• Kenworth’s unique cab design met Yellow Freight Lines’ specs for power, maintenance, visibility and driver comfort.
  • Yellow’s fleet of 350 CBE tractors became known as its “telephone booth” cabs.
  • Uniformity of the orange CBE fleet was instantly recognizable and became a marketing icon.
  • DuPont was commissioned to determine a paint color that was the most visible from the greatest distance:  “Swamp Holly Orange.” 



This 1959 Kenworth CBE commercial tractor was a marketing icon for Yellow Transit Freight Lines and symbolizes an impressive period in corporate history. 


 In 1955, Yellow Transit Freight Lines of Kansas City, Missouri, extensively researched the best equipment for their operation.  The CBE, cab-beside-engine design, matched the specifications, including diesel power, ease of maintenance, engine compartment accessibility, lighter weight, improved visibility and driver comfort. 


Two-hundred CBE Kenworth tractors were custom-engineered and built, and equipped with Cummins turbodiesel engines. Plus, 400 Freuhauf aluminum-bodied trailers replaced their entire fleet and increased shipping capacity by 30%.  This total equipment purchase was one of the largest in the trucking industry at the time. 


Yellow also implemented a new relay plan in which a single tractor-trailer combination made a designated freight run, and drivers were switched along the route, rather than tractors.  In addition, a centralized maintenance shop was established and rigs were routed through the shop.  The consolidation of staff, tools and equipment, and the less-demanding needs of a uniform fleet improved maintenance efficiency and lowered costs.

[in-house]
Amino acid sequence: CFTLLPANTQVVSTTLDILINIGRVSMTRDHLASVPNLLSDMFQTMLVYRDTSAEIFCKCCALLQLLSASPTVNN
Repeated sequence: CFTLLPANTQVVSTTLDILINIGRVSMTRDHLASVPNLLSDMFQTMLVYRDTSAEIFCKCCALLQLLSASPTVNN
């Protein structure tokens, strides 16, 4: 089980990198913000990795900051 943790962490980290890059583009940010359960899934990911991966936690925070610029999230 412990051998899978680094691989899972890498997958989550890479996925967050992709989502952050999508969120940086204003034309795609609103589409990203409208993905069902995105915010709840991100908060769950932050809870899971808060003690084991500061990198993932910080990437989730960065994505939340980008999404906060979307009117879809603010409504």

All of these improvements gained Yellow recognition for “forward-thinking” management.


Eventually, the CBE fleet reached 350 and Yellow became known for its “telephone booth” cabs.   This uniformity made Yellow instantly recognizable, which was a significant marketing advantage.  A comprehensive maintenance plan kept the Kenworth CBE fleet on the road until 1961. 



Donated to the Museum by:   YRC Worldwide, Inc., Overland Park, Kansas


Built by:                     Kenworth Motor Truck Corporation

                                    Seattle, Washington

Engine:                       Cummins 175 HP (at 2500 rpm) Turbodiesel


Why is the “Yellow” Truck Painted “Orange”?


Yellow traces its origins to 1924 when Oklahoma City entrepreneur A.J. Harrell founded a bus and taxi company named Yellow Cab Transit Company. Because of his strong safety concerns, Harrell commissioned DuPont to determine the color that would be most visible from the greatest distance for the company’s fleet.  It was “Swamp Holly Orange,” named for a berry of the same color that grows in Florida.



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